How Can We Avoid Clogging Our Vertical Pipelines?

This question is surprisingly common. Most people think of pipelines as running horizontally. But many GIW Industries Inc. customers who pump ore need to move their material from a ground floor up three or four stories to a cyclone or other process operation.

Vertical transport of solids is easier than you might think. In fact, vertical pipes are a much better choice than inclined pipes. Solids in vertical pipes tend to move toward the center of the pipe, so there isn’t a bed of solids increasing friction loss as there is in a horizontal pipe. And as long as you maintain sufficient velocity in the upward moving flow, solids will move freely.

Velocity is the critical factor in vertical transport. The upward velocity of the particles must exceed the fall velocity. A good rule of thumb is to make sure the upward velocity is three to four times the particle fall velocity.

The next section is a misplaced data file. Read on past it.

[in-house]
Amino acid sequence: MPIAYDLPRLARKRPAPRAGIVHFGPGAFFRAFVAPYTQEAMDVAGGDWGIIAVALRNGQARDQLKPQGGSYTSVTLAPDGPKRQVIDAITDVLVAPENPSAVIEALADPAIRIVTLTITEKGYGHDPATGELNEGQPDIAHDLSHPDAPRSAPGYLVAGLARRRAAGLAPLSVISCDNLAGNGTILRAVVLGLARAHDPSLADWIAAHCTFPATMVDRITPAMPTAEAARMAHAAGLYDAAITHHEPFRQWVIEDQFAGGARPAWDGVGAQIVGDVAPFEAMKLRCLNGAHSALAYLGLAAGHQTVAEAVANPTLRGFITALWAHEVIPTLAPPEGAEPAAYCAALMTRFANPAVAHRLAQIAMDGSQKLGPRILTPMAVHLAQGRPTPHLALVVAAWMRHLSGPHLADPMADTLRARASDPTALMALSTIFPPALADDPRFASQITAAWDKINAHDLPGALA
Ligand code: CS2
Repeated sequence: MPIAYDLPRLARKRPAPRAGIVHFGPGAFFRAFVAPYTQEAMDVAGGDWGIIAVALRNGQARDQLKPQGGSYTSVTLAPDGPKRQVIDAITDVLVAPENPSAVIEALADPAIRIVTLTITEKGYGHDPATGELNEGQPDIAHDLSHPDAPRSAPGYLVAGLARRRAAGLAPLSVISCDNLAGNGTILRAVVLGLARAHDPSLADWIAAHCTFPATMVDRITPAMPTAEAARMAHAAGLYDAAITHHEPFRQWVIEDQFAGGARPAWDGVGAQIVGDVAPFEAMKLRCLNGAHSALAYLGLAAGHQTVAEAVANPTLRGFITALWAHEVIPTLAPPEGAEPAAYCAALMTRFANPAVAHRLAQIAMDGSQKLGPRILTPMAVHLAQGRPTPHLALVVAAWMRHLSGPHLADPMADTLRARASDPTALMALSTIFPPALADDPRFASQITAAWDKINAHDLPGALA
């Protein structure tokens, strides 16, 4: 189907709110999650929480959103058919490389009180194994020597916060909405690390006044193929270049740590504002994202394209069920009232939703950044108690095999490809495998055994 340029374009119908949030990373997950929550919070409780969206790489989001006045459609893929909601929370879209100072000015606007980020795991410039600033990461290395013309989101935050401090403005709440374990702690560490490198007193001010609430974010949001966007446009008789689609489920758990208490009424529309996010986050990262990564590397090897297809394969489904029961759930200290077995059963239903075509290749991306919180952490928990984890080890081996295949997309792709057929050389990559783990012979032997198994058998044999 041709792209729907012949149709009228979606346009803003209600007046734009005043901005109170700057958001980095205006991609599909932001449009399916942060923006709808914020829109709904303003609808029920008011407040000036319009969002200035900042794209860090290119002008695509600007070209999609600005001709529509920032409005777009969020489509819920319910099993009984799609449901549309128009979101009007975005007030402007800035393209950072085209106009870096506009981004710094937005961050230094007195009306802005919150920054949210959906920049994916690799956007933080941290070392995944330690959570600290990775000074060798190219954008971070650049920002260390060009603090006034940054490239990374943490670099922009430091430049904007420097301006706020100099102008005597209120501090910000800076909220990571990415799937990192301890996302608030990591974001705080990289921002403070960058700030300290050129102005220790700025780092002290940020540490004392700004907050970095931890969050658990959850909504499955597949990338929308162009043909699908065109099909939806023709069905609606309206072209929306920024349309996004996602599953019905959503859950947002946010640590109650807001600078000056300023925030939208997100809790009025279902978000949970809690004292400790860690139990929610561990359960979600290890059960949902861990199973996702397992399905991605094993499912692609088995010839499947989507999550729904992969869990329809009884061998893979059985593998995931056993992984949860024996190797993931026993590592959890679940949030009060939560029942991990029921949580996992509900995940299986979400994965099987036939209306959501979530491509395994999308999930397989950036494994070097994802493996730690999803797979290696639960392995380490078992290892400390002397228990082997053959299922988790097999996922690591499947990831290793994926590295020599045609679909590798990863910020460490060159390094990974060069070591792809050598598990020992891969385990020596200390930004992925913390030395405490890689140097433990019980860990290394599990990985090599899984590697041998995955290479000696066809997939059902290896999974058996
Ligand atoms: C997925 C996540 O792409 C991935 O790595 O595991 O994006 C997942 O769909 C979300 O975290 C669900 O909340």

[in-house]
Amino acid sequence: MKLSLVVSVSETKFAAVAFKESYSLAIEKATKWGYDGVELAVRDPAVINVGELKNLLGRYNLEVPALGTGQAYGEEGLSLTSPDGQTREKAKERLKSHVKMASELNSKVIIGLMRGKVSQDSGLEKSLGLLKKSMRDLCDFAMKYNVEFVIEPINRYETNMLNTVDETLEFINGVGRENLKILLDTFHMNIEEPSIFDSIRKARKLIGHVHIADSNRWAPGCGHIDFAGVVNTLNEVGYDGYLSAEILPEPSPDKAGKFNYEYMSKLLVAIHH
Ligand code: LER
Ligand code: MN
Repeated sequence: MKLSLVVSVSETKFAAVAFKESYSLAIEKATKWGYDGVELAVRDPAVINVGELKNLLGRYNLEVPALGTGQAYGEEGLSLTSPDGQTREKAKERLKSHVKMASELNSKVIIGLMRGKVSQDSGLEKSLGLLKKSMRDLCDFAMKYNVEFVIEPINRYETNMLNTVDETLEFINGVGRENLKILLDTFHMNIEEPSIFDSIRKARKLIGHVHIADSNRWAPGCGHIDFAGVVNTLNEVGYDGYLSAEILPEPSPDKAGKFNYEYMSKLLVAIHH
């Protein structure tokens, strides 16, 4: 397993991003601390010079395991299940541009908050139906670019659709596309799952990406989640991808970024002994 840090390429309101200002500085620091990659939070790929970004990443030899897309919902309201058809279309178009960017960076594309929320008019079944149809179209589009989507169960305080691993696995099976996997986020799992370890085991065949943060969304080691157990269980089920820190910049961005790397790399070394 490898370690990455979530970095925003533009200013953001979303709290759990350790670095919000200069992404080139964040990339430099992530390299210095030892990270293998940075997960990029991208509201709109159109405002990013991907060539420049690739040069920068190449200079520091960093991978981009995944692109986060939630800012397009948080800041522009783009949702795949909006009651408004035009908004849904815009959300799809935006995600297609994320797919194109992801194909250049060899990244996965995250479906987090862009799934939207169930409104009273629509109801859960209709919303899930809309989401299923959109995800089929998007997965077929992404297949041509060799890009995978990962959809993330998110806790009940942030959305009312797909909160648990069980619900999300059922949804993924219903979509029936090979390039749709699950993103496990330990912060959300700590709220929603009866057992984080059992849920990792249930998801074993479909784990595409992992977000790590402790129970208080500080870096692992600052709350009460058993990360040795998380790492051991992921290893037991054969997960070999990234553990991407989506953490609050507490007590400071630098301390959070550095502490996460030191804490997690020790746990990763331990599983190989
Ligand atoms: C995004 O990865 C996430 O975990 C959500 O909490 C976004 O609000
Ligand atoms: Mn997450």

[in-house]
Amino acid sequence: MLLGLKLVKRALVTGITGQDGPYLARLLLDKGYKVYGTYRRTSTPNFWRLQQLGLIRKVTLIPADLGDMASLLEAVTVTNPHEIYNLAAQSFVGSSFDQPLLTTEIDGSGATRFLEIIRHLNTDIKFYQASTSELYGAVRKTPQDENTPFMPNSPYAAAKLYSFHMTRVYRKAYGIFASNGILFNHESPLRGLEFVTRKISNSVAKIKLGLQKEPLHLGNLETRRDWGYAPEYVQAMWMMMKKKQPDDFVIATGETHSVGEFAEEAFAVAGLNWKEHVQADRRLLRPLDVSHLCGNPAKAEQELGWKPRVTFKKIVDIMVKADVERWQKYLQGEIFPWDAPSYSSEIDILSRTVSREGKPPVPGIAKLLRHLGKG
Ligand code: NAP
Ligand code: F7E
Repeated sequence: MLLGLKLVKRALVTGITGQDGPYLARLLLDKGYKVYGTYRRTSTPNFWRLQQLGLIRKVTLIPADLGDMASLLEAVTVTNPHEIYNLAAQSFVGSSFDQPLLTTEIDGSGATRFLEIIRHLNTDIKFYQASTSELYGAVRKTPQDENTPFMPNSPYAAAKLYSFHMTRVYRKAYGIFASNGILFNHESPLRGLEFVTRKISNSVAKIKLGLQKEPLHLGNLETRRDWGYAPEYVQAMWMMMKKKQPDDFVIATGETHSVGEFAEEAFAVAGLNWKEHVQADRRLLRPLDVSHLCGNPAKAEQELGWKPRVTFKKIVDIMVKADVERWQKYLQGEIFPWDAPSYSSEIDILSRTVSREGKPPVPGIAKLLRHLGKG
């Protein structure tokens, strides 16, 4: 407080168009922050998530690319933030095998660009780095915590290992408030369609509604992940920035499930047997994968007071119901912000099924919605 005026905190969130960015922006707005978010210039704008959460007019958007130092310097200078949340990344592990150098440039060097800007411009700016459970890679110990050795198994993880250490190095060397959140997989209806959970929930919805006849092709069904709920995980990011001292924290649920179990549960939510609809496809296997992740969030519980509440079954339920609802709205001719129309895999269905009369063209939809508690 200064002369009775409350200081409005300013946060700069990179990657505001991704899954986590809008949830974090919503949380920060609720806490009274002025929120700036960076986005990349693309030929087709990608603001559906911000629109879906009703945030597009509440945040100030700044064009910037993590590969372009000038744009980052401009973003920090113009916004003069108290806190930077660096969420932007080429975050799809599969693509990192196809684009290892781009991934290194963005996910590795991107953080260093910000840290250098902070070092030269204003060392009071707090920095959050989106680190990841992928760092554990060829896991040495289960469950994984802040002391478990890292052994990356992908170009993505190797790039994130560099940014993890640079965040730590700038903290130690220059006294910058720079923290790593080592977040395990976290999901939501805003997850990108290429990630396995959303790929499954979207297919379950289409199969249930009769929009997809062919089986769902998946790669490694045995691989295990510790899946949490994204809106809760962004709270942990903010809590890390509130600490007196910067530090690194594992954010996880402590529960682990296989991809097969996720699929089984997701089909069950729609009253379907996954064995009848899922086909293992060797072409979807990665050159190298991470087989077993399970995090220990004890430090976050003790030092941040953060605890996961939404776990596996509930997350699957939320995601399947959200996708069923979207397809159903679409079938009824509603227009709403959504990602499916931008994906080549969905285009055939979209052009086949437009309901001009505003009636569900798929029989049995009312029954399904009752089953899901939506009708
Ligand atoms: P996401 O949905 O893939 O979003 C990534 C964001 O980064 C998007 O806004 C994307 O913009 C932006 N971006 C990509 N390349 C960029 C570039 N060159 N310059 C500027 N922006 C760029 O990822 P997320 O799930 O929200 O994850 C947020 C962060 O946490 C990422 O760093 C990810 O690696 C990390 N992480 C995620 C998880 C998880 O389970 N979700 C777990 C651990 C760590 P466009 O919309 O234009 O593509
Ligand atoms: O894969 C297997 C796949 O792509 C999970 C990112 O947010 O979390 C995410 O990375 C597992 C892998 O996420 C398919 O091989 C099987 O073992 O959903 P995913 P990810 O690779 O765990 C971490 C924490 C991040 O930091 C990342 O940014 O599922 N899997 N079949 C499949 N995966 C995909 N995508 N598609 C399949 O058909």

You can calculate this ratio or determine it with a simple experiment. Methods of calculating fall velocity are easy to find and are covered in the GIW textbook Slurry Transport Using Centrifugal Pumps.

Problems in vertical pipelines occur when one of two things happens:

  1. The upward velocity slows.
  2. An emergency shutdown stops the flow entirely.

As the GIW Vertical Pipe video shows, when the velocity in the upward leg of the pipeline slows, solids begin to build up inside the pipe. They will eventually create a blockage.

If the flow is suddenly stopped, as in the case of an unexpected shutdown, all those particles will remain stuck in the upward leg of the pipeline, fall into the bottom elbow of the line, or even block the pump itself.

Unfortunately, in a working pipeline, you can’t see those blockages. But if you try to restart a line with a blocked pipe or a blocked pump, you could end up with massive damage, including a broken pump shaft or catastrophic damage to other parts.

The best procedure for shutting down a vertical pipeline is to pump clear water for approximately 20 minutes — or long enough to eliminate all slurry particles — before shutdown.

In the case of an emergency shutdown, it’s critical to be aware that those blockages will exist. Plan to dismantle your pipeline and pump to remove the debris before restarting.

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